Nova Scotia Duck Tolling Retriever Dog Breed
Aliases: Toller, Little River Duck Dog, Yarmouth Toller
|Life Span:||12-15 years|
|Litter Size:||4-6 puppies|
|Group:||Gun Dog, AKC Sporting|
|Recognized By:||CKC, FCI, UKC, NKC, NZKC, APRI, ACR|
|Color:||shades of red and orange uniform over the body. White markings on the feet, face, chest and the tip of the tail are acceptable.|
|Male Height:||17-21 inches (43-53 cm)|
|Male Weight:||37-51 pounds (17-23 kg)|
|Female Height:||17-21 inches (43-53 cm)|
|Female Weight:||37-51 pounds (17-23 kg)|
|General info courtesy of terrificpets.com. Additional information about this breed can be found on their website.|
|Living Area:||Thanks to their intelligence, this breed is highly adaptable to all conditions. Whether living in a small apartment or house, a Toller will need ready access to the outdoors. In a home with a yard, they are likely to be happy spending half their time indoors and half their time out. The opportunity to go out and explore the yard at will can also help keep the Toller from becoming bored.|
The Nova Scotia Duck Tolling Retriever, despite its flawless and utterly unique performance in the field, is one of the lesser known groups of gundog. With a smaller, compact form that is strong and balanced, the breed almost resembles that of a Golden Retriever whose coat has taken on the reddish orange or tawny hue of an Irish Setter. Also known as the Little River Duck Dog or Yarmouth Toller, specimens in this breed are more commonly and simply referred to as \'Tollers\'. As early hunters found, the breed\'s innate temperament and white markings made it perfect for tolling. Tolling is the act of attracting or luring small game such as waterfowl to a certain spot so a hunter can acquire an easier shot when the birds take flight. The Toller then happily retrieves the downed waterfowl or other small game.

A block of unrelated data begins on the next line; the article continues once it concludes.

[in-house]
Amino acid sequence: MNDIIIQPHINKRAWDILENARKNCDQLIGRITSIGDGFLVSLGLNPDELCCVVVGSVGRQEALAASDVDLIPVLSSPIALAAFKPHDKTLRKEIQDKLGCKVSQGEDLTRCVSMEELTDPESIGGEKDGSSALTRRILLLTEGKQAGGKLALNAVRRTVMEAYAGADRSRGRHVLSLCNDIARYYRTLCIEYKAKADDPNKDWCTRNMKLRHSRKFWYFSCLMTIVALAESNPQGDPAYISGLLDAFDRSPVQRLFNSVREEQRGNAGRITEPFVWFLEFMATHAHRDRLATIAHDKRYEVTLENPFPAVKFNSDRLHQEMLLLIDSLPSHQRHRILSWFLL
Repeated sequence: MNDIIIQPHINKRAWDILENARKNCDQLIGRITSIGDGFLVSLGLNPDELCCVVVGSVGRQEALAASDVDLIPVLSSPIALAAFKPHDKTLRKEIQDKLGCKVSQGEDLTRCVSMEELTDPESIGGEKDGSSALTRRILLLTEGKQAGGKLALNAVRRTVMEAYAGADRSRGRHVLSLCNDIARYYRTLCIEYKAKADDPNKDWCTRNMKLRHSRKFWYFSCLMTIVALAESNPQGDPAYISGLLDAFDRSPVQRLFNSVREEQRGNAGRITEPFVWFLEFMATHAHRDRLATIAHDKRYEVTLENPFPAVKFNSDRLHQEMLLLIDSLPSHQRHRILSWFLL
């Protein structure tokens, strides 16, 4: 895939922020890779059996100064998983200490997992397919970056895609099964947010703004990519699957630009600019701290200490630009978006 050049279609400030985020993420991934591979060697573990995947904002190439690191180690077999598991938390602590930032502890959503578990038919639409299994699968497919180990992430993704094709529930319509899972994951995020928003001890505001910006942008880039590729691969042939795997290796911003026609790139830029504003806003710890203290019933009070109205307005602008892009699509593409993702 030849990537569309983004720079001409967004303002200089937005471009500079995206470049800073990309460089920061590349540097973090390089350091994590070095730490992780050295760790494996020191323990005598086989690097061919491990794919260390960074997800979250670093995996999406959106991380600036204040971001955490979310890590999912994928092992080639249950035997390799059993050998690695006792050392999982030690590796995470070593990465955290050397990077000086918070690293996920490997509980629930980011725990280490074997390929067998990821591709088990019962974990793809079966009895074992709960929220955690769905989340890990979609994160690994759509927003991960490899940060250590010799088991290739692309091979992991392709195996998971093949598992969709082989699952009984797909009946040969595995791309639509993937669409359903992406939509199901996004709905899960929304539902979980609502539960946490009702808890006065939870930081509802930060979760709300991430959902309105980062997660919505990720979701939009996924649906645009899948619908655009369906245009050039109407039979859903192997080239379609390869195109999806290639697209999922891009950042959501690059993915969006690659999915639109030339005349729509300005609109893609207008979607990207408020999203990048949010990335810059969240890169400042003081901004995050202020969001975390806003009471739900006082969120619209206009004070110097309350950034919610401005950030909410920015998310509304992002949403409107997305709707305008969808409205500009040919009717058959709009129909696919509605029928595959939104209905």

At 21-25 inches at the shoulder and weighing in at 45-55 pounds, the dog is of a medium to thick build but never slight. Females may be somewhat smaller but are no less in stature. Along with the orange reddish coat there may be white markings on the head or feet but this is not always the case. The ears give the head somewhat of a triangular shape; wide at the top and smoothly narrowing down to the muzzle. The eyes are set to the side of a noticeable stop and are dark to medium in colaration, very friendly and alert looking in appearance. The muzzle is tapered to the nose and the lips and mouth are very tight, not with the loose lips of many of the gun dog breeds.
The Nova Scotia Duck Tolling Retriever is very similar in appearance to a smaller version of the Golden Retriever. The body is muscular and stocky but still agile and very athletic. The body is relatively long, set on strong, solid legs and compact rounded feet. The tail is long and sweeping, with a noticeable curve upwards at the level of about the hocks of the back legs. The chest is deep and wide and the ribcage is well developed and solid in appearance. The Nova Scotia Duck Tolling Retriever has a long, sweeping stride and a natural spring or bounce to their step.
One of the most recognized aspects of this breed is its coat that has been described as everything from orange and red to copperish and tawny. The double coat is long, somewhat wavy and coarse on the outer layer, followed by a dense, thick and softer inner layer next to the skin. The coat tends to be most wavy on the back and around the neck, and should be straight on the rest of the body.